NAR Chief Economist Lawrence Yun Predicts Falling Long-Term Interest Rates, Rising Existing-Home Sales in 2024

Yun discussed economic issues and trends, provided forecast at 2024 REALTORS® Legislative Meetings

WASHINGTON (May 7, 2024) – National Association of Realtors® Chief Economist Lawrence Yun forecasts that interest rates will fall in the long term, 2024 existing-home sales will rise to 4.46 million (up 9% from 4.09 million in 2023) and 2025 existing-home sales will increase to 5.05 million (up 13.2% from 2024) – with further gains in eight of the next 10 years – during the "Residential Economic Issues & Trends Forum" at NAR's 2024 REALTORS® Legislative Meetings.

Yun also explained that rents will calm down further, which will hold down the consumer price index (CPI) and make the Federal Reserve cut interest rates.

Yun said that based on April's employment data, there are six million more jobs compared to the pre-Covid highs, and jobs are boosting home prices.

"More jobs mean more home sales and higher housing demand," said Yun. "You need a strong local economy for a strong housing market."

Yun discussed the wealth comparison between homeowners and renters. In 2022, the median net worth of homeowners was $396,200, while the median net worth of renters was $10,400.

"The referral business is key," Yun told a crowd of Realtors®. "Your past clients are super happy in terms of their wealth gains. Seven percent mortgage rates are high compared to a couple of years ago, but you have to buy a home in order to build wealth. Have Americans lost the dream of homeownership? I don't think so."

Yun made several comparisons to 1995. The U.S. currently has 40 million more total payroll jobs and 70 million more people than in 1995. However, annual existing-home sales in 2023 experienced their worst year since 1995. So far in 2024, monthly existing-home sales rates have struggled to climb above last year's level.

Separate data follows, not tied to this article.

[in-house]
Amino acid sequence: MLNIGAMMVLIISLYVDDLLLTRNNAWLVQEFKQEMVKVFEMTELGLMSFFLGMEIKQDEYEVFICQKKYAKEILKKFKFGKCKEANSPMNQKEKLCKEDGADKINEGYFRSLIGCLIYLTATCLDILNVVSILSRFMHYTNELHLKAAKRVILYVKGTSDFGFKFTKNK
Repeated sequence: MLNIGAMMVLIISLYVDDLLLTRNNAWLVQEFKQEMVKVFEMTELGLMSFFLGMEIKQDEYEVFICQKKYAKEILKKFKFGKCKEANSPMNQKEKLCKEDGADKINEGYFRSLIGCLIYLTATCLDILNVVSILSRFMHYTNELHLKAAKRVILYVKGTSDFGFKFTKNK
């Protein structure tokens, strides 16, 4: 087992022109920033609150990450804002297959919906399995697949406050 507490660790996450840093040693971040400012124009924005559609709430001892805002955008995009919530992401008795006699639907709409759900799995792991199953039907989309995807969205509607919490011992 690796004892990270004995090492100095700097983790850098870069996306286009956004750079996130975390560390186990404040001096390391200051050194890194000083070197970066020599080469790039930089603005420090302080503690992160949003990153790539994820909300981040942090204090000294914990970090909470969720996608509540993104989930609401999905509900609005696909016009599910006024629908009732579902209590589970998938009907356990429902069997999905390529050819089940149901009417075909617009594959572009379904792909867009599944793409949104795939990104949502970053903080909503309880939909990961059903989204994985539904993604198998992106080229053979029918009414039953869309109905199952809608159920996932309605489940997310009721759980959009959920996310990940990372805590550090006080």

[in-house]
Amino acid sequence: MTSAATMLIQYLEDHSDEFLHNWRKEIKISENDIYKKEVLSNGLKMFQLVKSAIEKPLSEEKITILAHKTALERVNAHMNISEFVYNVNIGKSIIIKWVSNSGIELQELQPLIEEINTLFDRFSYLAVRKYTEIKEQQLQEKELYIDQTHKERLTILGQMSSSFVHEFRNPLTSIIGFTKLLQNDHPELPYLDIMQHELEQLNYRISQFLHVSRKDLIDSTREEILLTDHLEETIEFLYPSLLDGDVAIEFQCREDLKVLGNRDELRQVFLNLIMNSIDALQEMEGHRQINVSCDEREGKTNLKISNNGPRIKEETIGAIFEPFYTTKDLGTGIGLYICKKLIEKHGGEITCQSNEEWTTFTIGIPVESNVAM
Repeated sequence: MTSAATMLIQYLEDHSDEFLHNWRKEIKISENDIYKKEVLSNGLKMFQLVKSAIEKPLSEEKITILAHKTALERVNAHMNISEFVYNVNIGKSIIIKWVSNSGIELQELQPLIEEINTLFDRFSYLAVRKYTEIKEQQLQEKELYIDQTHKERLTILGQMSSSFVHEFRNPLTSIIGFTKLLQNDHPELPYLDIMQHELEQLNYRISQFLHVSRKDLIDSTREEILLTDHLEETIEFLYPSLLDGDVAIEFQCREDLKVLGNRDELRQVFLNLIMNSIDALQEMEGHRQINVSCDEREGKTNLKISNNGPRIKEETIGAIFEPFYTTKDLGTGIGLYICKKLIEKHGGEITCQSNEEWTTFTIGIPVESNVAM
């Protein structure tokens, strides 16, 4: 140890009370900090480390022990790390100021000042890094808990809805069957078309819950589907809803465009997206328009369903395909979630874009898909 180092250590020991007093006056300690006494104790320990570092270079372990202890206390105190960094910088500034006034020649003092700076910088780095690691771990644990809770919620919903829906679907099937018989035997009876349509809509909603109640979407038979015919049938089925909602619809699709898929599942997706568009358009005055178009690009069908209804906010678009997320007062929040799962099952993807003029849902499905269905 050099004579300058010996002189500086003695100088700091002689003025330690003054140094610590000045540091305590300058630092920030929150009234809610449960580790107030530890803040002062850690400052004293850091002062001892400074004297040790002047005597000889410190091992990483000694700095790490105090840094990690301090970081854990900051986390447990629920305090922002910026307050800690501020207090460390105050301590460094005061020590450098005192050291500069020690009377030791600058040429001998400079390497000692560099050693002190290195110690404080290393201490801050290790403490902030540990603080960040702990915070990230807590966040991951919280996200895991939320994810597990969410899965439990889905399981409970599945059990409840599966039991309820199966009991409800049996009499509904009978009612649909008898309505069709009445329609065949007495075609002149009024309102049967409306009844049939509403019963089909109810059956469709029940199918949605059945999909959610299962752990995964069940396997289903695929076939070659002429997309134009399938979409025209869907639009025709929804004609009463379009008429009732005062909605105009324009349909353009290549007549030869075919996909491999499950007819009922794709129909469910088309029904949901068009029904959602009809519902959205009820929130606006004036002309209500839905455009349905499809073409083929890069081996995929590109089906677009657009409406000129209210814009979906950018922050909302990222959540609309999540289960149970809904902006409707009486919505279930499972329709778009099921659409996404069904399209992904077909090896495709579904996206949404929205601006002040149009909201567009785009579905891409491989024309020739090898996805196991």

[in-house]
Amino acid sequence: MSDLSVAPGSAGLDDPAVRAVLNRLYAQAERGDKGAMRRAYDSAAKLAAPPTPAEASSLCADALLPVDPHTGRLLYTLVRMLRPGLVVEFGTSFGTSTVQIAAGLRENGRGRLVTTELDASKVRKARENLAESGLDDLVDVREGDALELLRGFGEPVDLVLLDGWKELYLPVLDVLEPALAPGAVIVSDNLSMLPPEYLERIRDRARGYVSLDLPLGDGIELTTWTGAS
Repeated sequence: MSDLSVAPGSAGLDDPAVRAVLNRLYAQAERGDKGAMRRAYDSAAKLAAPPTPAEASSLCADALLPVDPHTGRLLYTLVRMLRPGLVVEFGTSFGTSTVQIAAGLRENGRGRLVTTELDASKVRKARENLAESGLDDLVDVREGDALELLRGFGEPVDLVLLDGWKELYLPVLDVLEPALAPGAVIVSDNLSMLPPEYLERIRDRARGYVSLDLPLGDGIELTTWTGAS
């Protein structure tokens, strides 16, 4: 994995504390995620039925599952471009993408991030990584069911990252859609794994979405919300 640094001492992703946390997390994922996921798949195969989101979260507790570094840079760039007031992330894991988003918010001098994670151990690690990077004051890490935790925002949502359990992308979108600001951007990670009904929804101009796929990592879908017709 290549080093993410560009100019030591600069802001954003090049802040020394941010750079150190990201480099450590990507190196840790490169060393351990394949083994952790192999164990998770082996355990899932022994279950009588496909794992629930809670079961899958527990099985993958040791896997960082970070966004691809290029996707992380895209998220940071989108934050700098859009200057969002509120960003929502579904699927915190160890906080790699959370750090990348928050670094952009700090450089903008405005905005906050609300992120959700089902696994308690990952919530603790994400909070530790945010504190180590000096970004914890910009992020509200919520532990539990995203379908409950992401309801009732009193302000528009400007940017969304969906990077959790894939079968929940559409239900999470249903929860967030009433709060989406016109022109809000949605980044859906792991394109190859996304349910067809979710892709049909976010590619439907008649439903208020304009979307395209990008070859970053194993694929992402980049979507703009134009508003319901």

"How is it that home sales can be this low when we've got so many people living in this country?" asked Yun. "High mortgage rates and lack of inventory were a shock. Over the next 10 years, probably eight of those 10 years will improve for home sales."

Yun touched on housing inventory saying, "Not all housing demand is being satisfied, due to lack of supply. We are looking at advocacy policies to counteract that."

"Mortgage rates are very important," explained Yun. "The Federal Reserve has delayed rate cuts. I would have thought that, by now, rates would be lower and rate cuts would have begun. Whatever rate cut the Federal Reserve does not do this year will simply get pushed back to 2025. They're calling for a September rate cut, but we'll see."

Yun discussed how the 30-year mortgage and federal funds rate are in a high-rate environment. He explained that the monthly payment for first-time home buyers – with a 10% down payment and 80% of median home price – has gone up significantly during Covid, doubling the cost.

Yun noted that homeowners are happy. According to NAR data (2023 Profile of Home Buyers and Sellers), nine out of 10 buyers (89%) relied on the services of a real estate agent or broker. Of those, there is a 90% satisfaction rate – they would use their agent again or recommend their agent to others.

Yun questioned whether the immense size of the government deficit is further pressuring rising rates. He addressed government spending: "Four years out from the start of the pandemic, the U.S. is spending money as if we're still in the heights of Covid-19."

"We had a massive budget deficit while experiencing a good economy, meaning low unemployment," said Yun. "People may get used to permanently high inflation, and people will be looking for an inflation hedge. Real estate is proven."

About NAR

The National Association of Realtors® is America's largest trade association, representing 1.5 million members involved in all aspects of the residential and commercial real estate industries. The term Realtor® is a registered collective membership mark that identifies a real estate professional who is a member of the National Association of Realtors® and subscribes to its strict Code of Ethics.

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